When asked this question two days ago, I gave a long comment on the subject. Here’s what I wrote. It’s not meant to be authoritative, just my feelings as an American outsider. The question was both about Russia vs. EU/NATO, with special concern to Estonia, given rhetoric that seems similar to that over Crimea.
It’s not a rosy situation. A couple things are clear-
a) Russia let go of its regional control in the 1990s not because of the arrival of democracy (never arrived, insufficient postage or whatever) or the end of ultranationalism, but rather because at the time their economy had ground to a halt and everyone with a decent education was leaving for the West. They had no ability to project power, so they signed deals like the one with Ukraine that guaranteed its sovereignty.
b) Putin-era Russia clearly has a way of gaining territory. They support a nominal independence movement within a country. One may remember Abkhazia and South Ossetia as being the reasons for the Russians invading Georgia in 2008. They’ve done a similar thing with Transnistria in Moldova, which doesn’t even share a land border with Russia.
However, let’s be clear here. if Russia decides to invade a NATO nation- which includes the Baltic states- there will be serious retaliation beyond strong words. This isn’t just an American thing- one of the most important NATO nations historically is Turkey, who a) are now in a very strange position since they control the only way out of the Black Sea for Russia’s Crimean naval bases, b) just saw a half million Tatars (who are Muslim and Turkic) fall under the control of a very racist, ultranationalist power, and c) has hated Russia since the creation of Russia a millennia ago. The Ukraine wasn’t in NATO, or the EU, was very far to the east, and was politically unstable with a very weak military- a large portion of which defected. That’s not going to happen again.
NATO is a military alliance and not a theoretical one- Kosovo, Libya, Afghanistan. If they’re willing to fight on the other side of Asia, they’ll fight in their own backyards when it’s one of their members. Article 5 has been used, so it’s not just words on paper.
Regarding Estonia, there are some things to point out here. Estonia’s history under post-World War II Soviet control involved sending a lot of Russian speakers into the country to dominate it culturally. However, as the Christian Science Monitor points out in the feature on the issue, a lot of them speak Russian, but are not ethnically Russian. Jews, Ukranians, Finns. They cite a poll that shows the Russian population there are split right down the middle on whether Crimea was a good things, with most having no opinion at all. Clearly if Estonia circled the wagons it’s not “Estonians vs. Russian speakers” clearly divided.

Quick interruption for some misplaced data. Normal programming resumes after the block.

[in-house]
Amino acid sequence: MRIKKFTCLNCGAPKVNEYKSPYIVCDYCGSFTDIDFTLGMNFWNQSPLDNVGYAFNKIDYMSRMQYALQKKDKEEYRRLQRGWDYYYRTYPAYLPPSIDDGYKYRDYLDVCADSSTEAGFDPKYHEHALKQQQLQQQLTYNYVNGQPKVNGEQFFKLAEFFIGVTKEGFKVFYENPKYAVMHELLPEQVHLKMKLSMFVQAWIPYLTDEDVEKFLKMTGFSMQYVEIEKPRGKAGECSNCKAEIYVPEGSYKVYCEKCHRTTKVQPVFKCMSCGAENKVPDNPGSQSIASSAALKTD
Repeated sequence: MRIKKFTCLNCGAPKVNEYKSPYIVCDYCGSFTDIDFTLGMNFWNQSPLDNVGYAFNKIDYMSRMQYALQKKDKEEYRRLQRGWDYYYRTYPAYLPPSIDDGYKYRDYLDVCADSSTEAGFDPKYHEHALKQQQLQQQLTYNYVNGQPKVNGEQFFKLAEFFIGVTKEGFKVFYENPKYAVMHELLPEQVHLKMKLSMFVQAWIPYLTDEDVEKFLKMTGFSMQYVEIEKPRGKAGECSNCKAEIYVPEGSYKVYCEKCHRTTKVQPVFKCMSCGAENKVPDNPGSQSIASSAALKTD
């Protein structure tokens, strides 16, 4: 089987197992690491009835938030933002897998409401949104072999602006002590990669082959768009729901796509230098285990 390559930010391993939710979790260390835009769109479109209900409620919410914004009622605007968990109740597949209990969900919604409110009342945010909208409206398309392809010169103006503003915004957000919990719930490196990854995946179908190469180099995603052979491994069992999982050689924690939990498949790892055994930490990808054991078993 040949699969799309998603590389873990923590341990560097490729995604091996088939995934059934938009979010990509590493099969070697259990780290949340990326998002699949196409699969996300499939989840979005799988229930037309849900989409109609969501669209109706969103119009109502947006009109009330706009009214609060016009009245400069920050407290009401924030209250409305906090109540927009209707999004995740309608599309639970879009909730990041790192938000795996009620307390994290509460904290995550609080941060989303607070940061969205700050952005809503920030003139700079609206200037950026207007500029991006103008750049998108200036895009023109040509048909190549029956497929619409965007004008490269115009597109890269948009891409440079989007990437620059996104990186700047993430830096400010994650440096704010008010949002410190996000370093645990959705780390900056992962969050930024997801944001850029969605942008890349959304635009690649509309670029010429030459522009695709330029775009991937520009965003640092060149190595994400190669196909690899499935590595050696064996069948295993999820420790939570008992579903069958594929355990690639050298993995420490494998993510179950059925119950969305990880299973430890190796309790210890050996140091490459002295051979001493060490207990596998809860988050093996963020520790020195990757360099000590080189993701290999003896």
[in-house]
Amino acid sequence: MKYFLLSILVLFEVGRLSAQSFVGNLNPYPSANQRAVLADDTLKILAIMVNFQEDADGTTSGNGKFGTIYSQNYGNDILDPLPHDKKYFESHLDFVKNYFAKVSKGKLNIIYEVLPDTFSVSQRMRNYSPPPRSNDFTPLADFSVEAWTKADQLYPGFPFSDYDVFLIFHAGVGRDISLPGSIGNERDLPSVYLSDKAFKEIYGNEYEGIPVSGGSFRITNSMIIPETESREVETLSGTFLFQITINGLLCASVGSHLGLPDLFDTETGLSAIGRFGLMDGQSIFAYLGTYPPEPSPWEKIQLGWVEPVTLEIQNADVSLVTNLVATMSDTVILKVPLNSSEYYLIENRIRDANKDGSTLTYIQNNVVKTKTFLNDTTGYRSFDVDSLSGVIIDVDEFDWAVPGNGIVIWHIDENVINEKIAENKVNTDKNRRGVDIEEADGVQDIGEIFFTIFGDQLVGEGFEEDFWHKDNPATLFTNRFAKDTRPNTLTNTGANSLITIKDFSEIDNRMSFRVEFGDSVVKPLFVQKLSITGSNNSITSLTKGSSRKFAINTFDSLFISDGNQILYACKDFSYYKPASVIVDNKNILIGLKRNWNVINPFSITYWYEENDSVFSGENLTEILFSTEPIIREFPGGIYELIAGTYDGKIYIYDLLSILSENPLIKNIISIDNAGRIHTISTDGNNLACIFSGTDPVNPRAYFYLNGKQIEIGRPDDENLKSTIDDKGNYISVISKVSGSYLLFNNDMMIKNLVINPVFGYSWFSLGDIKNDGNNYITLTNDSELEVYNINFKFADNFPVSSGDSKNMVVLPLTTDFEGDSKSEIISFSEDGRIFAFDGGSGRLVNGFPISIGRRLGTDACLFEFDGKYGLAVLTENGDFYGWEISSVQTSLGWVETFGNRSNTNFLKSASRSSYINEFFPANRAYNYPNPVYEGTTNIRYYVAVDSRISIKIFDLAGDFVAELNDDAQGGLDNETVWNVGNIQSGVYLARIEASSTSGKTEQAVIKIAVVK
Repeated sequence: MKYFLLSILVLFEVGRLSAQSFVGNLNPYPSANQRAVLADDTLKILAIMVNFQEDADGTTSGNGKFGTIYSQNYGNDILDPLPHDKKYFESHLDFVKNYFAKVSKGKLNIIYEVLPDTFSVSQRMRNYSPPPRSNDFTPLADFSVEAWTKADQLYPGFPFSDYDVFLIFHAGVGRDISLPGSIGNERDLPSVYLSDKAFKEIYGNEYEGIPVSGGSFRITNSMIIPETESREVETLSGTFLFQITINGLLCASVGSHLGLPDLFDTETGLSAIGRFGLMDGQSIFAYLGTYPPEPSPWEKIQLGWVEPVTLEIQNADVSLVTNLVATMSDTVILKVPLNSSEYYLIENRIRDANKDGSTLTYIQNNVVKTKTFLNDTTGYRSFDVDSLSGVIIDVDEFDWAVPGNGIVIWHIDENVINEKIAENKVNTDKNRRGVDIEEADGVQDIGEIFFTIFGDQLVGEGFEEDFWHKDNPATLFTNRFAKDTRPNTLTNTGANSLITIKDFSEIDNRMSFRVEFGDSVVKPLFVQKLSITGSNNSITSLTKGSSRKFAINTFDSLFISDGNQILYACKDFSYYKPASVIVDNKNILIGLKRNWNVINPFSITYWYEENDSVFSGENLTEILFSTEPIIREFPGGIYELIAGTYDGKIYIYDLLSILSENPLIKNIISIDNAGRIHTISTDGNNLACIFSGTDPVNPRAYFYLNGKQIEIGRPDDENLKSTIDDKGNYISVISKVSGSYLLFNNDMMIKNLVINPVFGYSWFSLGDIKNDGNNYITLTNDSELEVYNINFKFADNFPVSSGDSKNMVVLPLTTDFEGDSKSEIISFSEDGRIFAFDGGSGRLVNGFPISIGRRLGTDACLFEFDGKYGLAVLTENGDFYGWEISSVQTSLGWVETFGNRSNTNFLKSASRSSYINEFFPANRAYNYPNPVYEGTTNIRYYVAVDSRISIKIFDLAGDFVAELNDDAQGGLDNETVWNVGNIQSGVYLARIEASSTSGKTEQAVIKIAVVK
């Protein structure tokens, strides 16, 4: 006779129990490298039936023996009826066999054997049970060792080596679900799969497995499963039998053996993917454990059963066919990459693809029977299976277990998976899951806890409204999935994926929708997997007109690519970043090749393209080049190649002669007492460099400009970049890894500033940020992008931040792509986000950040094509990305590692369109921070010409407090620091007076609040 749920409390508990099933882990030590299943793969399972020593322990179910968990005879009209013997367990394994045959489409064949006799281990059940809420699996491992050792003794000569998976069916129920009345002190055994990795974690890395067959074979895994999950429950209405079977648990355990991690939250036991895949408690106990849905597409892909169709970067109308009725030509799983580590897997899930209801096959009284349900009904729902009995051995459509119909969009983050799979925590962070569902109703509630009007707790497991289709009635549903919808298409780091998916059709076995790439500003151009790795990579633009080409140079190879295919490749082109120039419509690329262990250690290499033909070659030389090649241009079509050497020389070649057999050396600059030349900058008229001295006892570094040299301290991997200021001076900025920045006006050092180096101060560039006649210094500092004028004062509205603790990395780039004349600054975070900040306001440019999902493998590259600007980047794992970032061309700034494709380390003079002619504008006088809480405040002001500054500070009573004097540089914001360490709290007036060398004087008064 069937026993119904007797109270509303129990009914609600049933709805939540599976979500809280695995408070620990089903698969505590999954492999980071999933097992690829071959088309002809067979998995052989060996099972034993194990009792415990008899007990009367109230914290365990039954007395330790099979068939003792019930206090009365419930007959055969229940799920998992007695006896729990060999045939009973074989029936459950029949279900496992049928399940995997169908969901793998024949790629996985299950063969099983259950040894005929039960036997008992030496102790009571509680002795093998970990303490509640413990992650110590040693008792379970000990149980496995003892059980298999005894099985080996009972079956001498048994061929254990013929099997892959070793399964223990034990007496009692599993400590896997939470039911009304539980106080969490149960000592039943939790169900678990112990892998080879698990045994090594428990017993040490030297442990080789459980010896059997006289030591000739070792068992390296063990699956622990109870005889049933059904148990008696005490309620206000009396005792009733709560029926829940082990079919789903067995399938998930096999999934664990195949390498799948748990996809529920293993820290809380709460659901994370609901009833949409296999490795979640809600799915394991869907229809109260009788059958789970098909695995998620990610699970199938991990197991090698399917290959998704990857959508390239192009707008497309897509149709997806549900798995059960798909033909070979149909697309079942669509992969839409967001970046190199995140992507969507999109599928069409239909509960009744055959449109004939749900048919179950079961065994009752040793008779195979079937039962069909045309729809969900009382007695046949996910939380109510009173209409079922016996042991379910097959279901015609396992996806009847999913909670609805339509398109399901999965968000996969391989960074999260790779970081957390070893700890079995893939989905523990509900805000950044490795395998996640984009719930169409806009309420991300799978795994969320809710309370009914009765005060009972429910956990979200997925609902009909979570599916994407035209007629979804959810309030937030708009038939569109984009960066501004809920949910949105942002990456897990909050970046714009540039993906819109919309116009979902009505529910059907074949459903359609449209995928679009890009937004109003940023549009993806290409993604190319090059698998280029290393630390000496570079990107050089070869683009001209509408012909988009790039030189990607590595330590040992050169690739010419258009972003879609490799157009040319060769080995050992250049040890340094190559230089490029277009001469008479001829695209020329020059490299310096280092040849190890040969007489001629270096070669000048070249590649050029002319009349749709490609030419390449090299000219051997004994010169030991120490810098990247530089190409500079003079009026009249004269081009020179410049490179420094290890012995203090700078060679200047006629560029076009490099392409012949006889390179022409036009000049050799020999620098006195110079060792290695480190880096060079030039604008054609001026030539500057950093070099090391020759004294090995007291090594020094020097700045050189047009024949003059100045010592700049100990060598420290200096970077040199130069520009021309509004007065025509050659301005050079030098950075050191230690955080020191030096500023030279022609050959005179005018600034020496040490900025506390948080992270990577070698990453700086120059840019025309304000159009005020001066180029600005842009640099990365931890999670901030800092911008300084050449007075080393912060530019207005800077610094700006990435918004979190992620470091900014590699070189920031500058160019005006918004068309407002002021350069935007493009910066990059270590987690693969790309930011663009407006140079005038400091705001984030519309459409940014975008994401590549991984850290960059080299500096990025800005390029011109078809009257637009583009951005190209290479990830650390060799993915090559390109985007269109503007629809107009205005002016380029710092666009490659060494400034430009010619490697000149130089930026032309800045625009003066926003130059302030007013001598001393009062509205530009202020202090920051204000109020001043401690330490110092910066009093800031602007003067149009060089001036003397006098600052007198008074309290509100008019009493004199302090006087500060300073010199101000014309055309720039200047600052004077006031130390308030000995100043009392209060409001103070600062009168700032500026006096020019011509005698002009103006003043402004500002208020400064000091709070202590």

Of course, what a ‘conflict’ means is important. The Cold War had much bigger situations- for instance, the forcible blockade of Berlin. One will hope that the lack of top-level cooperation that made Soviet control of places like Czechoslovakia and Hungary possible (they used to have friendly Communist governments, now they’re run by the majority non-Russian groups) means that Russia will be checked. On the other hand, it’s difficult to envision a near future where eastern Ukraine isn’t drawn into the Russian orbit. It’s not like Libya- the Ukrainian government is also disorganized like the rebels there, but Gaddafi and the Russian military are two vastly different classes. If Russia occupies, there would need to be a superior force on the ground.
Unfortunately, the idiocy that was (and is) Afghanistan has really killed the whole “boots on the ground” idea- this is good in some sense since it makes diplomacy and other means more relied upon. However, some countries are too big to threaten. Russia and China are the two big ones.
Now I’m a strict non-violent proponent so I don’t think using military force to drive the Russian military off is the ‘right’ course of action. Sealing the Bosporus to military vessels contingent on Russia withdrawal, mixed with a large-scale boycott and freezing the billions upon billions of dollars the oligarchs have stashed in European countries might help, as some off-the-cuff ideas. Certainly making a concrete plan where NATO troops would be deployed to places like Estonia known would dissuade Russia occupation- just a note that there is something beyond ‘strong reservations’. The Warsaw Pact countries joined EU and NATO because they feared continued Russian control. Even if places like France are ambivalent, any former country under the Iron Curtain with a pocket of Russians knows that they are the next potential domino.